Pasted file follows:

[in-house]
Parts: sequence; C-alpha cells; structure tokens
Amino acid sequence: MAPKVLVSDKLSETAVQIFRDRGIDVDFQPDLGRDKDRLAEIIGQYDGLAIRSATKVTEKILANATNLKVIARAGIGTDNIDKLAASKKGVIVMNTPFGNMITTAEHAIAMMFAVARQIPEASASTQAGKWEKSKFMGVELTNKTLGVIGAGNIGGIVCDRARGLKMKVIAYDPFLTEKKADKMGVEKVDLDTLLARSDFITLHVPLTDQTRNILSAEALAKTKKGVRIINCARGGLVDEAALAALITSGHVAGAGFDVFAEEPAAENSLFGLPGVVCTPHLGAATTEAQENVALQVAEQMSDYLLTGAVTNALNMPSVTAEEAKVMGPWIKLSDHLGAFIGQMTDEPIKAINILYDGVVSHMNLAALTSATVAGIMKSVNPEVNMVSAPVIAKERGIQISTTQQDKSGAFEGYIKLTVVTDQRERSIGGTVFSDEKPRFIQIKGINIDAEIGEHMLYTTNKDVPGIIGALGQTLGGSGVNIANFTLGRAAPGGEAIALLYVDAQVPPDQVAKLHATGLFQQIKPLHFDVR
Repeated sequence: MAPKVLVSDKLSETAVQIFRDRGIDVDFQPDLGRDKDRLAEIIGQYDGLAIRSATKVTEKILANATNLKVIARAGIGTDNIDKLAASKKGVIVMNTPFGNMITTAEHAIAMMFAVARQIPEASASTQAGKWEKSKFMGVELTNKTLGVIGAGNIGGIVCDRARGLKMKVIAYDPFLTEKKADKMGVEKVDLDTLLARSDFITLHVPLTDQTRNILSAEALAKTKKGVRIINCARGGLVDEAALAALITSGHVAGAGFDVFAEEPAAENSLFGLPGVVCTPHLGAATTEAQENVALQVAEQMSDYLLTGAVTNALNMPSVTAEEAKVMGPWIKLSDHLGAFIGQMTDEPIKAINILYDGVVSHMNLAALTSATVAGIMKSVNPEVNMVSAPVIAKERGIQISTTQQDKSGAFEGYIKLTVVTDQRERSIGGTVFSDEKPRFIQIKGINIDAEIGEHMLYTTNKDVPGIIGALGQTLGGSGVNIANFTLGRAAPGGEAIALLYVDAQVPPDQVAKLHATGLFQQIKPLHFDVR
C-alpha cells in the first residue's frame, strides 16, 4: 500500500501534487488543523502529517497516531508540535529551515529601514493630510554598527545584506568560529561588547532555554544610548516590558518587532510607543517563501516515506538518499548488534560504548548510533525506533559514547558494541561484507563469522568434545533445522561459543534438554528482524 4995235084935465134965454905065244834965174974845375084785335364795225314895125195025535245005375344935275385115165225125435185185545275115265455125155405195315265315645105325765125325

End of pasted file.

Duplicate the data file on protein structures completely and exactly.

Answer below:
[in-house]
Parts: sequence; C-alpha cells; structure tokens
Amino acid sequence: MAPKVLVSDKLSETAVQIFRDRGIDVDFQPDLGRDKDRLAEIIGQYDGLAIRSATKVTEKILANATNLKVIARAGIGTDNIDKLAASKKGVIVMNTPFGNMITTAEHAIAMMFAVARQIPEASASTQAGKWEKSKFMGVELTNKTLGVIGAGNIGGIVCDRARGLKMKVIAYDPFLTEKKADKMGVEKVDLDTLLARSDFITLHVPLTDQTRNILSAEALAKTKKGVRIINCARGGLVDEAALAALITSGHVAGAGFDVFAEEPAAENSLFGLPGVVCTPHLGAATTEAQENVALQVAEQMSDYLLTGAVTNALNMPSVTAEEAKVMGPWIKLSDHLGAFIGQMTDEPIKAINILYDGVVSHMNLAALTSATVAGIMKSVNPEVNMVSAPVIAKERGIQISTTQQDKSGAFEGYIKLTVVTDQRERSIGGTVFSDEKPRFIQIKGINIDAEIGEHMLYTTNKDVPGIIGALGQTLGGSGVNIANFTLGRAAPGGEAIALLYVDAQVPPDQVAKLHATGLFQQIKPLHFDVR
Repeated sequence: MAPKVLVSDKLSETAVQIFRDRGIDVDFQPDLGRDKDRLAEIIGQYDGLAIRSATKVTEKILANATNLKVIARAGIGTDNIDKLAASKKGVIVMNTPFGNMITTAEHAIAMMFAVARQIPEASASTQAGKWEKSKFMGVELTNKTLGVIGAGNIGGIVCDRARGLKMKVIAYDPFLTEKKADKMGVEKVDLDTLLARSDFITLHVPLTDQTRNILSAEALAKTKKGVRIINCARGGLVDEAALAALITSGHVAGAGFDVFAEEPAAENSLFGLPGVVCTPHLGAATTEAQENVALQVAEQMSDYLLTGAVTNALNMPSVTAEEAKVMGPWIKLSDHLGAFIGQMTDEPIKAINILYDGVVSHMNLAALTSATVAGIMKSVNPEVNMVSAPVIAKERGIQISTTQQDKSGAFEGYIKLTVVTDQRERSIGGTVFSDEKPRFIQIKGINIDAEIGEHMLYTTNKDVPGIIGALGQTLGGSGVNIANFTLGRAAPGGEAIALLYVDAQVPPDQVAKLHATGLFQQIKPLHFDVR
C-alpha cells in the first residue's frame, strides 16, 4: 500500500501534487488543523502529517497516531508540535529551515529601514493630510554598527545584506568560529561588547532555554544610548516590558518587532510607543517563501516515506538518499548488534560504548548510533525506533559514547558494541561484507563469522568434545533445522561459543534438554528482524 4995235084935465134965454905065244834965174974845375084785335364795225314895125195025535245005375344935275385115165225125435185185545275115265455125155405195315265315645105325765125325